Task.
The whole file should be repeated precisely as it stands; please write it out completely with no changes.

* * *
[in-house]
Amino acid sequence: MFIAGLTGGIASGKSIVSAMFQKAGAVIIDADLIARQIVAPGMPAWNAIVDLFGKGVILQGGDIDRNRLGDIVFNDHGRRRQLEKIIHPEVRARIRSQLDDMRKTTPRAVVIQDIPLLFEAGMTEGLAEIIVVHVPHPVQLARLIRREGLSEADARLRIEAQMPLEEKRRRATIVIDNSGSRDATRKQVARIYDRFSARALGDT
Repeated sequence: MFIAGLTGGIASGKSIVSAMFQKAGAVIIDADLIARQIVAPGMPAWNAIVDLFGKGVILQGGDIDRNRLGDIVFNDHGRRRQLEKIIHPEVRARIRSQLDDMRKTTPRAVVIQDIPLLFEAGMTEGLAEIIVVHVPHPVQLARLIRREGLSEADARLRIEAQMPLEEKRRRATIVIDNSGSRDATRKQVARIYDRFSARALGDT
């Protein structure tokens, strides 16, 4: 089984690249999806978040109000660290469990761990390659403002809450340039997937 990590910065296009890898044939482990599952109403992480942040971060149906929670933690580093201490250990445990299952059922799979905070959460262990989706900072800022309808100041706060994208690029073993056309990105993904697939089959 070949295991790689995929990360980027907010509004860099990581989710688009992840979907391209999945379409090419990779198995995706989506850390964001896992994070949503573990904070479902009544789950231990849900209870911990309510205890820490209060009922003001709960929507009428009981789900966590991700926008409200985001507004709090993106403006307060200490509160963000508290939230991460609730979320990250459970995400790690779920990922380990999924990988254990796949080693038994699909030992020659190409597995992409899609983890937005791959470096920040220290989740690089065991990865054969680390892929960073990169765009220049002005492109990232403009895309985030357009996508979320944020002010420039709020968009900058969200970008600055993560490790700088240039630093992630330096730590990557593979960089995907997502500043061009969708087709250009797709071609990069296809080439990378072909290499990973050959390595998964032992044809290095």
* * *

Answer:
[in-house]
Amino acid sequence: MFIAGLTGGIASGKSIVSAMFQKAGAVIIDADLIARQIVAPGMPAWNAIVDLFGKGVILQGGDIDRNRLGDIVFNDHGRRRQLEKIIHPEVRARIRSQLDDMRKTTPRAVVIQDIPLLFEAGMTEGLAEIIVVHVPHPVQLARLIRREGLSEADARLRIEAQMPLEEKRRRATIVIDNSGSRDATRKQVARIYDRFSARALGDT
Repeated sequence: MFIAGLTGGIASGKSIVSAMFQKAGAVIIDADLIARQIVAPGMPAWNAIVDLFGKGVILQGGDIDRNRLGDIVFNDHGRRRQLEKIIHPEVRARIRSQLDDMRKTTPRAVVIQDIPLLFEAGMTEGLAEIIVVHVPHPVQLARLIRREGLSEADARLRIEAQMPLEEKRRRATIVIDNSGSRDATRKQVARIYDRFSARALGDT
């Protein structure tokens, strides 16, 4: 089984690249999806978040109000660290469990761990390659403002809450340039997937 990590910065296009890898044939482990599952109403992480942040971060149906929670933690580093201490250990445990299952059922799979905070959460262990989706900072800022309808100041706060994208690029073993056309990105993904697939089959 070949295991790689995929990360980027907010509004860099990581989710688009992840979907391209999945379409090419990779198995995706989506850390964001896992994070949503573990904070479902009544789950231990849900209870911990309510205890820490209060009922003001709960929507009428009981789900966590991700926008409200985001507004709090993106403006307060200490509160963000508290939230991460609730979320990250459970995400790690779920990922380990999924990988254990796949080693038994699909030992020659190409597995992409899609983890937005791959470096920040220290989740690089065991990865054969680390892929960073990169765009220049002005492109990232403009895309985030357009996508979320944020002010420039709020968009900058969200970008600055993560490790700088240039630093992630330096730590990557593979960089995907997502500043061009969708087709250009797709071609990069296809080439990378072909290499990973050959390595998964032992044809290095």